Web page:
Amplats dismissals could escalate strike violence - Union
24 mines are now facing strike action with approximately 100 000 workers or 20% of the total mining workforce having downed tools.
Posted: Friday , 05 Oct 2012
JOHANNESBURG (Mineweb) -
The National Union of Mineworkers (NUM) general secretary, Frans Baleni, said that the dismissal of 12 000 illegally striking workers by the world's largest platinum producer,Anglo American Platinum (Amplats), today could lead to an escalation in violence in the area.
Baleni went further to say that the dismissals were neither a solution nor helpful and that negotiations would have been a better avenue.
Amplats commenced with disciplinary proceedings last week and the 12000 workers who did not attend the hearings were dismissed.
Amplats confirmed that the strike contagion had spread to its Union and Amandelbult (Tumela and Dishaba) operations, where workers have presented memorandums of demands similar to those received in Rustenburg.
This had caused the miner to close these mines as well as the Mortimer Smelter due to low worker turn outs.
The strike action has caused the company 39 000 ounces of lost production and around R700m or $80m in lost revenues.
CEO, Chris Griffith said that the miner would explore the possibility of bringing forward wage negotiations within current agreements. The current wage agreements were scheduled to open for negotiations in six months' time in any event.
Griffith also put his weight behind centralised engagement structures driven by the Chamber of Mines.
On a meeting held at the Chamber of Mines today between unions and leaders in the platinum industry, Baleni confirmed that a process on how to implement a centralised bargaining forum for the sector was launched and that meetings would continue over the course of next week.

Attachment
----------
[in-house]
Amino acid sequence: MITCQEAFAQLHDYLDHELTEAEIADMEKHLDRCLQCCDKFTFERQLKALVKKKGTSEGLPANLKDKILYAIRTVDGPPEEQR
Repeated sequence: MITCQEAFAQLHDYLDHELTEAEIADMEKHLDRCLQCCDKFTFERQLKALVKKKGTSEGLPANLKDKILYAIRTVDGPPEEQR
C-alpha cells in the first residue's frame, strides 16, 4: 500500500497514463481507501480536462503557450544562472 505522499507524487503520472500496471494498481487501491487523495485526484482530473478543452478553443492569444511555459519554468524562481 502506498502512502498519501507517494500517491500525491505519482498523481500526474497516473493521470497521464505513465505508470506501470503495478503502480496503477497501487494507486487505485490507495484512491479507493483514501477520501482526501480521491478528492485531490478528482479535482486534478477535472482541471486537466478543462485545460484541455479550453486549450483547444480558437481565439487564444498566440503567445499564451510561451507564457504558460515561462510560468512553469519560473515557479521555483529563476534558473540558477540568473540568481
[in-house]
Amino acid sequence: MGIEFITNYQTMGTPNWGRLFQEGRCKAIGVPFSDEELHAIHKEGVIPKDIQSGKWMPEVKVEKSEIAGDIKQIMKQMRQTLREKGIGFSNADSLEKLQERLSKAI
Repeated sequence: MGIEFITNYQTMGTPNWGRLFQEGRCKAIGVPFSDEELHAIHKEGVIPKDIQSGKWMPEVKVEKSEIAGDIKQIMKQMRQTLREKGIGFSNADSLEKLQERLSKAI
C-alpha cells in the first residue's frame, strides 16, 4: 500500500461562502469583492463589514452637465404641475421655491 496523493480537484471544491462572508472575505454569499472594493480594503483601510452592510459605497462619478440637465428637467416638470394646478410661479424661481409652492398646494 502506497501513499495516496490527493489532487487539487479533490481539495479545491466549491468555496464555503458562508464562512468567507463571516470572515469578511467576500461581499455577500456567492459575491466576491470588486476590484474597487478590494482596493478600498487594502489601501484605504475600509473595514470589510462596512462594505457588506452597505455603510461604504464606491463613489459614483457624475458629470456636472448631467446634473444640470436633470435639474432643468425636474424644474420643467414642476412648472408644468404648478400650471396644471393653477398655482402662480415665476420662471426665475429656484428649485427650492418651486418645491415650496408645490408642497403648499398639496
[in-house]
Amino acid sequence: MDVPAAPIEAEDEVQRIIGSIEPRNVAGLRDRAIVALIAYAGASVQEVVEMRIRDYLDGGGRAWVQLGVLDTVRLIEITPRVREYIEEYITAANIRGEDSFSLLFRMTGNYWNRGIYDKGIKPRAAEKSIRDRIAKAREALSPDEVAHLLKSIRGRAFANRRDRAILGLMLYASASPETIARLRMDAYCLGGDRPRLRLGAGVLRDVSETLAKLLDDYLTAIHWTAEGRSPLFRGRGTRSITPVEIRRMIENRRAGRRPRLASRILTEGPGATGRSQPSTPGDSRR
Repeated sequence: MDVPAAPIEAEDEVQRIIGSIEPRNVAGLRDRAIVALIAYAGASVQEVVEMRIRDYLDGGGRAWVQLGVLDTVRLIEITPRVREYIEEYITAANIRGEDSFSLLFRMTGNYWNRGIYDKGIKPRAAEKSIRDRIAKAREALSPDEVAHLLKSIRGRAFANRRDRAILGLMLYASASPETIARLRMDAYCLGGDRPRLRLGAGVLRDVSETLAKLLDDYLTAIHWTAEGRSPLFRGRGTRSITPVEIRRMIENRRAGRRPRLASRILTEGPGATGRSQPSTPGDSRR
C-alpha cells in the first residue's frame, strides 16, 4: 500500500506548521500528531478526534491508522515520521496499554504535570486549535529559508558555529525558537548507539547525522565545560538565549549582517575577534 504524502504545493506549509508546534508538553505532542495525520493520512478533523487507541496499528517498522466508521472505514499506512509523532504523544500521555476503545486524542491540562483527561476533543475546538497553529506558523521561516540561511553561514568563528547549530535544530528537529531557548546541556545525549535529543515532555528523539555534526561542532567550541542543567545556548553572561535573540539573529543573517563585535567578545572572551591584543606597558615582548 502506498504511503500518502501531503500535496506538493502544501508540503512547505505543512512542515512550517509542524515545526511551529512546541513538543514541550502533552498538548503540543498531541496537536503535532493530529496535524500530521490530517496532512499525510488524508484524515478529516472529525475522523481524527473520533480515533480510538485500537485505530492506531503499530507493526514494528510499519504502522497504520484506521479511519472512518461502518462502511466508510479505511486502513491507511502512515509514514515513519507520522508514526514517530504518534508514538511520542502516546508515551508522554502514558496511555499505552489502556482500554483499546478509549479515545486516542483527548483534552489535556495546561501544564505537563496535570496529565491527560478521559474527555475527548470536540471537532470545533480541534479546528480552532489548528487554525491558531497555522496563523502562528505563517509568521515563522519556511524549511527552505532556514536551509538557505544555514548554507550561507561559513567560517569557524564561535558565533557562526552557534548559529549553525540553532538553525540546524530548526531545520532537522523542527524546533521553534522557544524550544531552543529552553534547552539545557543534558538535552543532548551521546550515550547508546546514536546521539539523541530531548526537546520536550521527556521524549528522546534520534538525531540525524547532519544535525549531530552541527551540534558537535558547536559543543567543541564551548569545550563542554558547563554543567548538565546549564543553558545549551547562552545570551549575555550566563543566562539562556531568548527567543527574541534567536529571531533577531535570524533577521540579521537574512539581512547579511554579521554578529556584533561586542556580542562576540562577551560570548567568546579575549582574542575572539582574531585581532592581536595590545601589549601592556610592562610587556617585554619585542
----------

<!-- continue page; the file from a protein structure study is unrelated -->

Some of the issues identified for discussion said Baleni were how to address the burgeoning informal settlements around mines and also how to tie parties into agreements and prevent them from walking away once a centralised bargaining forum had been put in place.
This issue was likely raised since workers and NUM have both called for increases outside existing 2 year wage agreements in the gold sector.
On whether or not the deal struck between unions, the chamber and the gold companies who are members of the chamber last night would provide NUM with enough to convince its workers to return to work Baleni was non-committal.
"Our advice to workers is to take the process" said Baleni.
The general secretary said that it was trying to communicate last night's deal with its members but that it was difficult to do so in those areas that had become too violent. The area behind informal settlements at Carletonville was one such area said Baleni.
Baleni was of the opinion that the framework deal covered all gold and coal companies who were members of the chamber of mines.
These events bring the number of mines currently experiencing strike action to 24 with approximately 100 000 workers or 20% of the total mining workforce having downed tools.